On the night before our last day at the clinic in Haiti, I prayed for God to give me a scripture for Marc. I wanted to give him a gift, for—in the four days we worked together—he had grown dear to me. We sat, shoulder to shoulder each day; listening intently to the patients we served. He quickly learned to anticipate any questions I might have to clarify their complaints and he was eager to learn. His tender heart and quick smile made the long days go quickly. I was grateful to have Marc as my interpreter, but I was ever more glad to have gained a new brother and friend.
I wanted to give Marc a gift, but after considering and talking to different team members, it was decided that unless I had something for all the Haitian workers, I should probably refrain. The ministry I worked with had done a beautiful job of establishing close relationships with the people and their community. I did not want to risk damaging that in any way.
Besides, I had no idea what a young Haitian man would need or want. How could I when I barely understood this way of living? My new friend told me some about his life, about his family, about his hopes and dreams; but how could I understand the immense barriers he struggled against every day?
The Haitian people struggle with things that I take for granted every day. Since returning from Haiti, even sipping from a glass of clean ice water has new meaning to me. According to a study conducted by The Center for Human Rights and Global Justice, “… only 55.2 percent of the population has access to an improved water source, while close to 70 percent does not have direct access to potable water. These figures, however, almost definitely overstate Haitians’ access to improved water sources, since public systems are rarely available year round.”
What kind of gift do you give to someone who lives amidst such a basic lack? I did not know Marc’s particular circumstances. It was not his way to speak of hardship—he was grateful to be working and learning from us. Marc had been to University, but his family could not regularly afford the tuition and so he was on a break from school when I met him. He had studied graphic design and spoke to me of his dream to grow these skills. He had worked at different jobs, but good employment in Haiti is difficult to find.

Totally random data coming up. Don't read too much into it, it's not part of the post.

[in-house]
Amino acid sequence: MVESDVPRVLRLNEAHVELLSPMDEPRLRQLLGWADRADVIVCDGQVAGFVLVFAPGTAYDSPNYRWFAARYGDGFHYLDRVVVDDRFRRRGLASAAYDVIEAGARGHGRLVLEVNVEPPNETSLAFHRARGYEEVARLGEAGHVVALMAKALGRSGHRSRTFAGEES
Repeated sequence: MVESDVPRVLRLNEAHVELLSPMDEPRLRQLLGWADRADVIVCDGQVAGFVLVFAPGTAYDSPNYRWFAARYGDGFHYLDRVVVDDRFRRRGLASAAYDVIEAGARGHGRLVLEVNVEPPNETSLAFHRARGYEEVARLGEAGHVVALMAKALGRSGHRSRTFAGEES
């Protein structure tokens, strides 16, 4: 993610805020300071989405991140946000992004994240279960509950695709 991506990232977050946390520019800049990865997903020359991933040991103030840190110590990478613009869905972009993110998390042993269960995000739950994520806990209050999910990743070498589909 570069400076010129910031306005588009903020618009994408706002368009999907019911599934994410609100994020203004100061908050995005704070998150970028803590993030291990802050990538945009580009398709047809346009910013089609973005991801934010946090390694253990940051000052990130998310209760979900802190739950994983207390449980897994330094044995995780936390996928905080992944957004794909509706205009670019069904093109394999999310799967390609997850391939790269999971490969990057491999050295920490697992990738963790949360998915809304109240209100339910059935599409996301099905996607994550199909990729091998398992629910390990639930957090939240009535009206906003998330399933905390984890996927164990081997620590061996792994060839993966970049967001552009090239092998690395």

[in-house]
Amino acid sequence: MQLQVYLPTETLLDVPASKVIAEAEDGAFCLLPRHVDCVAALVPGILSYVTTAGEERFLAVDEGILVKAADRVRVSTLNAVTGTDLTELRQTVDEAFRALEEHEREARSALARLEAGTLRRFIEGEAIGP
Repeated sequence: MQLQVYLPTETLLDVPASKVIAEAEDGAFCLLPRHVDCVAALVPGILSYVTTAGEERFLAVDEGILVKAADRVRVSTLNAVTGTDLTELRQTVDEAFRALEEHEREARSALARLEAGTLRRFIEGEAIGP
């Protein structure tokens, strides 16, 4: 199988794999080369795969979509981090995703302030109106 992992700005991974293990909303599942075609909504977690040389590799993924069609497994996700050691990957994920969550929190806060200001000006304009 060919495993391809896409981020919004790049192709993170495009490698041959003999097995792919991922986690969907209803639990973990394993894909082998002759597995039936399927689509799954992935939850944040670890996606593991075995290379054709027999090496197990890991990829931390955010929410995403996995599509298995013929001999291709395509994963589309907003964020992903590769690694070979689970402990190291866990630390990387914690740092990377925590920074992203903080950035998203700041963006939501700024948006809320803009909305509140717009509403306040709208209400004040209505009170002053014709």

I knew the best gift I could give Marc would be something to help him with his education, but I had no idea what that might be. I wanted to give Mark something, so I prayed before our last day together that God would give me a scripture for him. God not only brought one scripture to mind, but two: Isaiah 64:8 and Jeremiah 18:1-6. These are Potter and Clay verses.
So, the next day when we had a break, I took Marc’s hand and prayed a version of this blessing over him:
“It is not you who shape God;
it is God who shapes you.
If then you are the work of God,
await the hand of the Artist
who does all things in due season.
Offer the Potter your heart,
soft and tractable,
and keep the form
in which the Artist has fashioned you.
Let your clay be moist, lest you grow hard and lose